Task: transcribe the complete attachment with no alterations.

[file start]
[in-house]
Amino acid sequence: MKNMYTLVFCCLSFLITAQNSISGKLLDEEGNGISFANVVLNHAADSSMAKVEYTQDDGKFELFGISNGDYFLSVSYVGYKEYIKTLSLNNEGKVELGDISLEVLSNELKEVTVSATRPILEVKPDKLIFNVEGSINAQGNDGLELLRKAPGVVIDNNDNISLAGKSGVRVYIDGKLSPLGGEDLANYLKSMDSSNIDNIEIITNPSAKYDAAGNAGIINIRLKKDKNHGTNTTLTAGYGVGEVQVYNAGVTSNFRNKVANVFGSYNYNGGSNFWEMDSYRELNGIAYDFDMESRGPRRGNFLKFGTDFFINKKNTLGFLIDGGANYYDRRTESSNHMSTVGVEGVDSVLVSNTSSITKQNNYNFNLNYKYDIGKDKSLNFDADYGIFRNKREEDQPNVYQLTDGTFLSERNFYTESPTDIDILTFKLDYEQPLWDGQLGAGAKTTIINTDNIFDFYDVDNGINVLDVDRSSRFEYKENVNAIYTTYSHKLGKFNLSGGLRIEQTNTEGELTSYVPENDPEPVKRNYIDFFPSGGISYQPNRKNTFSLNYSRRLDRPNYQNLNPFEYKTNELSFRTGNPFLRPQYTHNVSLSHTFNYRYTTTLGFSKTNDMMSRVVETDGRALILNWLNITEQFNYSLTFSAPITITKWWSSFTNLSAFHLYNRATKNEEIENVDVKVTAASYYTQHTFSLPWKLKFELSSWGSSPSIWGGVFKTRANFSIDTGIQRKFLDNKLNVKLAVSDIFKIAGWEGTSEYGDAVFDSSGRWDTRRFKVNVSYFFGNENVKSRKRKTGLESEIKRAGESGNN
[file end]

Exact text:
[in-house]
Amino acid sequence: MKNMYTLVFCCLSFLITAQNSISGKLLDEEGNGISFANVVLNHAADSSMAKVEYTQDDGKFELFGISNGDYFLSVSYVGYKEYIKTLSLNNEGKVELGDISLEVLSNELKEVTVSATRPILEVKPDKLIFNVEGSINAQGNDGLELLRKAPGVVIDNNDNISLAGKSGVRVYIDGKLSPLGGEDLANYLKSMDSSNIDNIEIITNPSAKYDAAGNAGIINIRLKKDKNHGTNTTLTAGYGVGEVQVYNAGVTSNFRNKVANVFGSYNYNGGSNFWEMDSYRELNGIAYDFDMESRGPRRGNFLKFGTDFFINKKNTLGFLIDGGANYYDRRTESSNHMSTVGVEGVDSVLVSNTSSITKQNNYNFNLNYKYDIGKDKSLNFDADYGIFRNKREEDQPNVYQLTDGTFLSERNFYTESPTDIDILTFKLDYEQPLWDGQLGAGAKTTIINTDNIFDFYDVDNGINVLDVDRSSRFEYKENVNAIYTTYSHKLGKFNLSGGLRIEQTNTEGELTSYVPENDPEPVKRNYIDFFPSGGISYQPNRKNTFSLNYSRRLDRPNYQNLNPFEYKTNELSFRTGNPFLRPQYTHNVSLSHTFNYRYTTTLGFSKTNDMMSRVVETDGRALILNWLNITEQFNYSLTFSAPITITKWWSSFTNLSAFHLYNRATKNEEIENVDVKVTAASYYTQHTFSLPWKLKFELSSWGSSPSIWGGVFKTRANFSIDTGIQRKFLDNKLNVKLAVSDIFKIAGWEGTSEYGDAVFDSSGRWDTRRFKVNVSYFFGNENVKSRKRKTGLESEIKRAGESGNN